China has pushed back to claims of risky lending or environmental issues in its projects, referred to its “green” initiatives and said “such claims do not paint the whole picture”.
Another question concerns the direction of the initiative, especially as China’s own economy falters amid a mortgage crisis and Covid-19 lockdowns, while many developing countries are struggling with rising debt and inflation – making lending a potentially riskier proposition.

Beijing has said it remains committed to the initiative, with its top diplomat Yang Jiechi at a trade forum on Aug. 14 calls for “Belt and Road” to “promote early recovery and growth of the world economy”.

But while tracking investments is difficult with a variety of players and without a centralized, public Belt and Road data source, there are signs that China’s efforts, particularly large-scale projects, have flagged in recent years and since the pandemic.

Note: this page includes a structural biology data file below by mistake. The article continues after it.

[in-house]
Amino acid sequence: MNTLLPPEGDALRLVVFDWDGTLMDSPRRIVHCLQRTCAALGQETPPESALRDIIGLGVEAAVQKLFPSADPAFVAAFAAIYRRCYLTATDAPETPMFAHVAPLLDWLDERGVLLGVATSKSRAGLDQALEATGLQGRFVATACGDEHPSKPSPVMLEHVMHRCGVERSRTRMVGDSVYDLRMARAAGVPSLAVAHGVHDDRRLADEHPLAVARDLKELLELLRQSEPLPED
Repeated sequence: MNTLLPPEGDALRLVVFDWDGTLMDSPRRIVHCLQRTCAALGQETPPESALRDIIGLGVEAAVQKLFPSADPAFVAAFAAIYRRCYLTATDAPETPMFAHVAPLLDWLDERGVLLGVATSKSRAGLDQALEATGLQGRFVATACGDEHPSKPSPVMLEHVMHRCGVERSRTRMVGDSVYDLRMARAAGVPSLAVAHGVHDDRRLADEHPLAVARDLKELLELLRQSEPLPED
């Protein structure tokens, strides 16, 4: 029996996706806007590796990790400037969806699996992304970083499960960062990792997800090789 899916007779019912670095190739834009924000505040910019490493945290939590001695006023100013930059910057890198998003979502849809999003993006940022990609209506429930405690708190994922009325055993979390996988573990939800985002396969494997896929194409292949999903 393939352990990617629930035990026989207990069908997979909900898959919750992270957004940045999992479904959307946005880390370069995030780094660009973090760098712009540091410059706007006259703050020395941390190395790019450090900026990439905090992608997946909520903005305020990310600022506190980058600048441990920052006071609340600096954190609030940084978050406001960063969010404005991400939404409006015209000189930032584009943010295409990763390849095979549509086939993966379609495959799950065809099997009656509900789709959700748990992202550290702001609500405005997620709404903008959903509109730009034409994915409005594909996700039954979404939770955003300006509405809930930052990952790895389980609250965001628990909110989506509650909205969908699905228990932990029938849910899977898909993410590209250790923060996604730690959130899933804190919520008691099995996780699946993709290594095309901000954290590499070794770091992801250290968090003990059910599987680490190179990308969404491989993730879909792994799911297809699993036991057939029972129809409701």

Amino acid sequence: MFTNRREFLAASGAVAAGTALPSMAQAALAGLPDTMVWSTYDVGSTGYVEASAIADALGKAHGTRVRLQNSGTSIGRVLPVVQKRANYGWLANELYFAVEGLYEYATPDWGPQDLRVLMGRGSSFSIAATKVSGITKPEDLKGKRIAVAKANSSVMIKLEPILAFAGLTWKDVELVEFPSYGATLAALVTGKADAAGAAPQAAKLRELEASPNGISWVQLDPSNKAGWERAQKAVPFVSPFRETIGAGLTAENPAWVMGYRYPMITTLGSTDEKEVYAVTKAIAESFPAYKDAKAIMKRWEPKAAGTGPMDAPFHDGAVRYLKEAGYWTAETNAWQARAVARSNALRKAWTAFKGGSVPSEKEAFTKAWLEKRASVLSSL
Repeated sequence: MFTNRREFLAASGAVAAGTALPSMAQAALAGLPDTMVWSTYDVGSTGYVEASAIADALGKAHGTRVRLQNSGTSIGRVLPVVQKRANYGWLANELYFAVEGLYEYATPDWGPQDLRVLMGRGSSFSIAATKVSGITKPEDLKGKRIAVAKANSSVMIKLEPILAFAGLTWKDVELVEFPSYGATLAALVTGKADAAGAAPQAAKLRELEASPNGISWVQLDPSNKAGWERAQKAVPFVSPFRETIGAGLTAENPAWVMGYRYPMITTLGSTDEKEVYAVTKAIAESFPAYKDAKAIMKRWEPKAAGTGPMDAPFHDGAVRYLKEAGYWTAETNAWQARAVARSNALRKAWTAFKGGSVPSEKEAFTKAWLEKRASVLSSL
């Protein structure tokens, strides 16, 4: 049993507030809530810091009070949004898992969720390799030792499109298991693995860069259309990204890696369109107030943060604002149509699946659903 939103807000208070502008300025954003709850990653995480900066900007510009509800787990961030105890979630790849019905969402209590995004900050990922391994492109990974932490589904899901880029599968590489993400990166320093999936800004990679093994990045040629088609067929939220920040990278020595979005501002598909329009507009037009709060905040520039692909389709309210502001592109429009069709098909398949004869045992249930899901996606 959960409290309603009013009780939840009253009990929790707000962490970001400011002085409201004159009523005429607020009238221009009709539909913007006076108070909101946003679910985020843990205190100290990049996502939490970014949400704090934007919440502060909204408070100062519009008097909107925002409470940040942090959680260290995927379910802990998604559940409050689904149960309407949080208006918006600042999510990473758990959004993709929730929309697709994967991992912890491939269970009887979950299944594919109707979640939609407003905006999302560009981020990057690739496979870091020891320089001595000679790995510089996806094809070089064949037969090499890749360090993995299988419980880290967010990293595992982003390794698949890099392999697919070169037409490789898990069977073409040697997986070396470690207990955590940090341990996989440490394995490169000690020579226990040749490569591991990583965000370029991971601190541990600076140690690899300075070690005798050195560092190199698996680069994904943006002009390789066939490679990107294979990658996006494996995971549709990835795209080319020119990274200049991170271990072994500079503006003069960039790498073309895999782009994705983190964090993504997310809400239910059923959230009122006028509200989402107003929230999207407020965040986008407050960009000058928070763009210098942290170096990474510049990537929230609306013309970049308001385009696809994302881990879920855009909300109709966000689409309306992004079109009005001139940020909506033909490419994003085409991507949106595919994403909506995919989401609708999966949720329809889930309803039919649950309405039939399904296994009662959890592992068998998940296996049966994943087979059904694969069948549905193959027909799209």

For example, Chinese loans to Africa fell 77% from $8.2 billion to $1.9 billion from 2019 to 2020, according to data from the Boston University Global Development Policy Center.

“Possible reasons for this decline include the deterioration of economic conditions in host countries due to the Covid-19 pandemic and a lack of demand from the host country due to budgetary constraints and debt problems. Limited travel and the suspension of several projects (Belt and Road) may also have contributed to preventing financial deals from being completed,” said data analyst Oyintarelado Moses of the center’s Global China Initiative.

“Before the pandemic, Chinese policy banks’ funding was already in decline. The pandemic appears to have accelerated this trend,” she said, adding that Chinese institutions are now “taking stock” of their policies.

More time may be needed to observe whether funding for Belt and Road infrastructure has peaked and to assess the initiative’s overall performance, others say.